The material is devoted to artificial intelligence systems that Russia is currently testing. The goal is to train the Russian experimental Marker ground-based combat complex to properly respond to the same orders that commanders give to real soldiers: “March! Halt! Open fire! Retreat!”
The author, David Axe, writes that this project Kremlin Foundation for Advanced Studies (Kremlin's Advanced Research Foundation) is the "Russian answer to the U.S. Defense Advanced Research Projects Agency».
As originally designed, the tracked Marker followed instructions that a human operator tapped into a computer tablet.
“And then we tried the voice-control technology, when a commander gives orders to both his subordinates and the robots”, - Forbes.com quotes a comment that Oleg Martyanov, the head of one of the Advanced Research Foundation centers, gave to TASS agency.
After a long delay, says David Axe, Russia finally is speeding ahead with developing sophisticated, combat-capable air and ground robots.
The air force’s Hunter-B stealth drone flew for the first time in August 2019. The Russian army in May 2018 deployed at least one Uran-9 armed ground robot to Syria for combat trials.
However, according to the Forbes.com journalist, Uran-9 didn’t quite work as its designers intended. "After just a month of combat, the Kremlin admitted the unmanned ground vehicle wasn’t ready for regular front-line use".
Forbes.com quotes the words of Andrey Anisimov, “senior research officer”, that were told during a conference held at the Kuznetsov Naval Academy: “Modern Russian combat unmanned ground vehicles are not able to perform the assigned tasks in the classical types of combat operations”.
However, Forbes.com does not specify where Andrey Anisimov exactly is working and when exactly he said this.
Meanwhile, on the Robotnew.ru news site on robotics there is material published in June last year, which says the following: “Andrey Anisimov, senior researcher at the FSBI of the Third Central Research Institute of the Ministry of Defense of Russia, made an internal report at a conference at the Naval Academy named after Kuznetsova in St. Petersburg (according to the bmpd blog, it was held from April 3 to 6, 2018). In the document, the specialist emphasized that the Uran-9 system actually failed the tests in Syria”.
That is, it turns out that this unflattering comment by a Russian specialist regarding Uran-9 has been given already two years ago.
Further, Forbes.com gives the characteristic that Uran-9, “this 12-ton, gun- and rocket-armed UGV”, analysts from the British defense firm BAE Systems said: “Unreliable”.
In addition of being incapable of handling “assigned tasks in the classical types of combat operations”, the radio-controlled Uran-9’s “thermal and electro-optical sensors proved incapable of spotting enemies beyond 1.25 miles”, Forbes.com cites the BAE Systems' representative opinion.
“Sensors, and the weapons they guided, were useless while the Uran-9 was moving due to a lack of stabilization,” the British company added. “When commands were issued, there were significant delays”. Uran-9 also is “vulnerable” to radio jamming, which can result in “loss of communications/control".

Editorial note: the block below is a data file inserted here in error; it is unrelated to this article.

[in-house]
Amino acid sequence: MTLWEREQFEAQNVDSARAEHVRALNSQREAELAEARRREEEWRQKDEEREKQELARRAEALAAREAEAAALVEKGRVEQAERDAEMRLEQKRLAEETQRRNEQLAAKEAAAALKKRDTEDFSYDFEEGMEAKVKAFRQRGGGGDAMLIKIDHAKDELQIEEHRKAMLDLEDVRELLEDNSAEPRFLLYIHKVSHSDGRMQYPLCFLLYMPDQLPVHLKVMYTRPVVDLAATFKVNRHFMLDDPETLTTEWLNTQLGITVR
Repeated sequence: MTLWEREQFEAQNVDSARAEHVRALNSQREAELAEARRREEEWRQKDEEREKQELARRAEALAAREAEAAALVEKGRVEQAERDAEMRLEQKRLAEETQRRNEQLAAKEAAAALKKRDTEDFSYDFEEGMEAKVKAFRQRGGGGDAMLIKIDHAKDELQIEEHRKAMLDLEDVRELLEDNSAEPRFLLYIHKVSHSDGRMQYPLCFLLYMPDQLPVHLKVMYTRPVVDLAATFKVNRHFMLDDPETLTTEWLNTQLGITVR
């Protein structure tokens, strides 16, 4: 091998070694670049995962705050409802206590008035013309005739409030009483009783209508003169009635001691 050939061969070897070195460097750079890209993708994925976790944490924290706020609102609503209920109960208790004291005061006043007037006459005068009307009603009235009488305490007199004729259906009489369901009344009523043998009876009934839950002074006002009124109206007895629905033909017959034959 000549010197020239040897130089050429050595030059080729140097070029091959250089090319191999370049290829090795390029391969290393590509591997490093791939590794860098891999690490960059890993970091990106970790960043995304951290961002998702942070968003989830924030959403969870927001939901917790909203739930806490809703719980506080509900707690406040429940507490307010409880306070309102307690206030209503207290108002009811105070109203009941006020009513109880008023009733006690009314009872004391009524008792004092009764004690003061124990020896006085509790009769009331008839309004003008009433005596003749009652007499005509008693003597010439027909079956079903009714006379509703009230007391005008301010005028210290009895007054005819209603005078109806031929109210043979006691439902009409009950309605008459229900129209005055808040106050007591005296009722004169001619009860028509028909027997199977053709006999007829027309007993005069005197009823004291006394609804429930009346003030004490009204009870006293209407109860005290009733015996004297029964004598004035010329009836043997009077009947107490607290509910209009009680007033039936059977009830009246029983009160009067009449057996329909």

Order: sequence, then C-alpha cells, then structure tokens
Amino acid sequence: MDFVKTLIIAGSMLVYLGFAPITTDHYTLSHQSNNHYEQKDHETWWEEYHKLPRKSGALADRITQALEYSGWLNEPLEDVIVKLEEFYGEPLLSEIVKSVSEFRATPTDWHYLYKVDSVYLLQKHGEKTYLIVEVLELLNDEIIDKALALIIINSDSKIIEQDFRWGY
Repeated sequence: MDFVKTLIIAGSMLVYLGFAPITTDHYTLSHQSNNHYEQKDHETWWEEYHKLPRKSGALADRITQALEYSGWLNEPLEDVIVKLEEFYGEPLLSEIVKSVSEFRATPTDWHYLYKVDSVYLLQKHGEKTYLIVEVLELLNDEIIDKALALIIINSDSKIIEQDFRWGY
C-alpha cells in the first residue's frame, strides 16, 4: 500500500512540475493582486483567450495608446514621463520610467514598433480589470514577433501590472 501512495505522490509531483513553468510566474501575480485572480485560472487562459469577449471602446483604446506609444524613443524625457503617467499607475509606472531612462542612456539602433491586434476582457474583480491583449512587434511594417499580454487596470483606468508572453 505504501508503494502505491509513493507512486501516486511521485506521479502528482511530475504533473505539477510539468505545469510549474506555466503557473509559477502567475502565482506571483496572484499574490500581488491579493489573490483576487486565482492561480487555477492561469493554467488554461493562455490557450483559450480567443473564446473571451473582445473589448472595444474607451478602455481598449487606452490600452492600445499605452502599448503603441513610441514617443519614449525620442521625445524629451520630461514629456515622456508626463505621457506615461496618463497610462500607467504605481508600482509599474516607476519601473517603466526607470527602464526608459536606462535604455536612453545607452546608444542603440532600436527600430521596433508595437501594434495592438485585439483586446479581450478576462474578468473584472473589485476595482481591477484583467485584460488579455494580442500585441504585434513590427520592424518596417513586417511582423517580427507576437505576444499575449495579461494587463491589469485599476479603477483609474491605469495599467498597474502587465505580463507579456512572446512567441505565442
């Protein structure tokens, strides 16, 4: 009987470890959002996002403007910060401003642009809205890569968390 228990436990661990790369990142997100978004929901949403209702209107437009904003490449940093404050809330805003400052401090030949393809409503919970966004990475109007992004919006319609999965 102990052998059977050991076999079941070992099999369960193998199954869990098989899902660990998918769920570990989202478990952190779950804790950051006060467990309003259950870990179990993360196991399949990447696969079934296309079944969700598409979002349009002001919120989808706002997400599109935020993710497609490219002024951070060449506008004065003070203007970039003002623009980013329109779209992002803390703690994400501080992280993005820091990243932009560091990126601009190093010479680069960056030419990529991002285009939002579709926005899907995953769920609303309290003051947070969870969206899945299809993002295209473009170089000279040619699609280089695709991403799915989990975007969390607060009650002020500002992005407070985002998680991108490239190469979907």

Forbes.com cites BAE: Uran-9 possesses only “limited autonomous capabilities”. The 12-ton UGV has “some limited ability to detect, identify and engage enemy forces without manual human interaction”.
ARF’s work on Marker could help to improve the reliability and autonomy of front-line UGVs such as Uran-9. The tank-size Marker seemingly borrows the chassis of an existing manned armored vehicle and thus might be simpler and tougher than the smaller, custom-designed Uran-9 is.
The near-term goal is for robots to complement, but not replace, human soldiers in Russia’s ground divisions, writes Forbes.com. A UGV would be “an assistant in all functions needed at the moment—combat, [surveillance], logistics, evac or other functions”, - according to Forbes.com, said Samuel Bendett, an analyst with the Center for Naval Analyses and the Center for a New American Security.
ARF’s experiments with human-to-robot voice commands isn’t necessarily indicative of the state of the art in Russian robotics. The Kremlin might want its combat ‘bots to be sufficiently autonomous as to require very little human direction. The Marker trials are “by no means the final determinant of where Russian combat autonomy is at the moment”, - Bendett said.
Novye Izvestia found a video on the YouTube channel of the Advanced Research Foundation, which demonstrates the operation of the Marker experimental platform.
The description says: “The evolution of modern ground-based military robotic systems (RTCs) is moving towards increasing the ability to perform tasks offline, with a gradual decrease in operator involvement in the management of RTCs. To increase the level of autonomy of ground-based RTKs, the development of a number of key technologies, which together determine the conceptual image of the promising RTCs. Therefore, the development of robotics technologies and bringing them up to the level of readiness, which allows using the created technologies on promising autonomous RTCs in real conditions, is relevant. For more details about the project, click on the link on the ARF website.